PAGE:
According to recent research in the U.S., "Due to the efforts of the modern health media and food industry, some foods have been praised as healthful while at the same time others have been criticized as promoters of disease and obesity.”
Does this categorical thinking concerning foods influence judgments of the weight-enhancing properties of foods?
"In the present study, a group of snack names that were shown to possess positive reputations for health (e.g., raisins) along with snack names that were more disreputable in terms of wholesomeness (e.g., potato chips) were rated in terms of their capacity to promote weight gain."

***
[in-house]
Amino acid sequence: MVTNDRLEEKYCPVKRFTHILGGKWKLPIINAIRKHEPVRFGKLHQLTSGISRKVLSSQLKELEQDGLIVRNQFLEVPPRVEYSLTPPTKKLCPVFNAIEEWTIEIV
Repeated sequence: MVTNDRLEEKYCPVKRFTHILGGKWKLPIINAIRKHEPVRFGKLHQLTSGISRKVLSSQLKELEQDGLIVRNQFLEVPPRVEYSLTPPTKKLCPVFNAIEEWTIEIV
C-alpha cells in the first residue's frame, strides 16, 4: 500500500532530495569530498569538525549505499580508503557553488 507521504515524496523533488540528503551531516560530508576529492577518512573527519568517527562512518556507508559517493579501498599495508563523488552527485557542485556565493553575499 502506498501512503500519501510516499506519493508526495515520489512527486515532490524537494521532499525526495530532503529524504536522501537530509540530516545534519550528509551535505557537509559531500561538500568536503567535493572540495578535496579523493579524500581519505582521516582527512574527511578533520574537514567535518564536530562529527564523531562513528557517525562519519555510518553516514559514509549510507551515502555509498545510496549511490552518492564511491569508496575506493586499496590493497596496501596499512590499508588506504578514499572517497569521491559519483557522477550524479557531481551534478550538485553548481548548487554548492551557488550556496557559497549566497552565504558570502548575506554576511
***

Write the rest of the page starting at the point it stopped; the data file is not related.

"The results indicated that lower-calorie-disreputable snacks were always perceived to promote greater weight gain than much higher-calorie-reputable snacks. Further, fat content rather than sugar or carbohydrate content best predicted the respondents' ratings," wrote Michael E. Oakes at the University of Scranton. "The good versus bad message that we have assimilated concerning food may be contributing to our weight troubles."
Oakes published the study in Food Quality and Preference (“Beauty or Beast: Does Stereotypical Thinking About Foods Contribute to Overeating?” Food Qual Preference, 2005;16(5):447-454).
For additional information, contact M.E. Oakes, Department of Psychology, University of Scranton, 800 Linden Street, Scranton, PA 18510-4596. E-mail: firstname.lastname@example.org.